bounce rate

Bounce Rate According to Wikipedia

For the longest time, I thought that “bounce rate” in google analytics meant that people were leaving the landing page they entered from the search in a given period of time.  Wikipedia defines it as:

Bounce rate (sometimes confused with exit rate) is an Internet marketing term used in web traffic analysis. It represents the percentage of visitors who enter the site and “bounce” (leave the site) rather than continue viewing other pages within the same site.

The article continues saying:

A bounce occurs when a web site visitor only views a single page on a website, that is, the visitor leaves a site without visiting any other pages before a specified session-timeout occurs. There is no industry standard minimum or maximum time by which a visitor must leave in order for a bounce to occur. Rather, this is determined by the session timeout of the analytics tracking software.

Bounce Rate According to Google

So, to me, that means within a specified time…like 30 seconds or a minute.  However, if you visit Google’s help pages, they actually clarify by saying:

Bounce rate is the percentage of single-page visits or visits in which the person left your site from the entrance (landing) page. Use this metric to measure visit quality – a high bounce rate generally indicates that site entrance pages aren’t relevant to your visitors. The more compelling your landing pages, the more visitors will stay on your site and convert. You can minimize bounce rates by tailoring landing pages to each keyword and ad that you run. Landing pages should provide the information and services that were promised in the ad copy.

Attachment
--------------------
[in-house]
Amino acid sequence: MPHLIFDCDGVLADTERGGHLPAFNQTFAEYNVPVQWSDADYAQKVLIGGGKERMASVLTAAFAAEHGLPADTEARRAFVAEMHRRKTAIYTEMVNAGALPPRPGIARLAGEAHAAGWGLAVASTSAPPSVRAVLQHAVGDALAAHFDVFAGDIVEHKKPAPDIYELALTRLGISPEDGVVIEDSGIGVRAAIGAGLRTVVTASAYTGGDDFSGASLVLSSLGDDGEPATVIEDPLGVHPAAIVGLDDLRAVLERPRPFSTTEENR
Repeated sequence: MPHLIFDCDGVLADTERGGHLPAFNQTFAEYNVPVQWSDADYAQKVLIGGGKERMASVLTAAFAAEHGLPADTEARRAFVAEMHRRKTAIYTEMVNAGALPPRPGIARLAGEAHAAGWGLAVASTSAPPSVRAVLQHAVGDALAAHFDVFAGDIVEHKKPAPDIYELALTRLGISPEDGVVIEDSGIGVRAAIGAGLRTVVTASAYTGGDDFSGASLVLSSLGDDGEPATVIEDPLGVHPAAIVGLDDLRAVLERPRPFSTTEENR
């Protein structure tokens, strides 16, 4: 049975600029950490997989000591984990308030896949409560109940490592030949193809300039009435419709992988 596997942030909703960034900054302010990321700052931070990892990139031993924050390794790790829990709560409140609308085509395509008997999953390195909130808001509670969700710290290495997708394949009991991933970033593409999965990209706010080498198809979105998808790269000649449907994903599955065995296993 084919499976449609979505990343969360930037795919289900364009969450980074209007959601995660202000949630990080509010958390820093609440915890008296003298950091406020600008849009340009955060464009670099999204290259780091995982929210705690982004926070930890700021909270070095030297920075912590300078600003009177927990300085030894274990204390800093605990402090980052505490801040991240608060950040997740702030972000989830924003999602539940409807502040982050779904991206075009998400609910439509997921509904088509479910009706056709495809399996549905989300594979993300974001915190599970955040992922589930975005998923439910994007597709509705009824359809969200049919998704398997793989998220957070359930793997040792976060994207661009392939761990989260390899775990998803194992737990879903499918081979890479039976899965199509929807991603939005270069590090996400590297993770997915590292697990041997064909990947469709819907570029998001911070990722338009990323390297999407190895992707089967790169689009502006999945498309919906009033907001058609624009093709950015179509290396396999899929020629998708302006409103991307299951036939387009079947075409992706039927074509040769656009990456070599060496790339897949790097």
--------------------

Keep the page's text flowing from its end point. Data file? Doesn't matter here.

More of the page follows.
Bounce Rate in Google Analytics Means Just Leaving the Entrance page Immediately After Landing there

Thus, it means that someone could be sitting on the one page and reading incredible content on that landing page and simply leave.  For example, let’s say you searched for “top google searches 2012.”  You might see our post entitled “Top Google Searches in 2012 by…” and click through to it.  It’s a longer article/post frankly and so it might take you a minute or so to digest it & you might contemplate other thoughts while reading it.  You might even comment on it.  So, if you sit there for more than 2 minutes, but then leave, it’s still a bounce.

As Kissmetrics explains, people could leave for many reasons including the following which make this a somewhat misleading metric.

  • clicking on a link to a different page on a different website
  • clicking on the “back” button to leave the site/page
  • closing an open window or tab
  • Typing a new url
  • Session Timeout

And let’s also include:

  • Computer outages
  • Blue Screens
  • And a number of other scenarios that we can probably think of that probably all qualify for the session timeout

However, does that necessarily mean that “bouncing” visitors are all bad?  As you can see, not necessarily because there may be other things that are achieved despite just surfing one page of a website.

  • The visitor could of gotten everything they wanted
  • Some people just want a phone number
  • Or contact details

Anyway, it’s not always a great metric either given that people who do “engage” by surfing more than one page do usually appear to be “better visitors” though.



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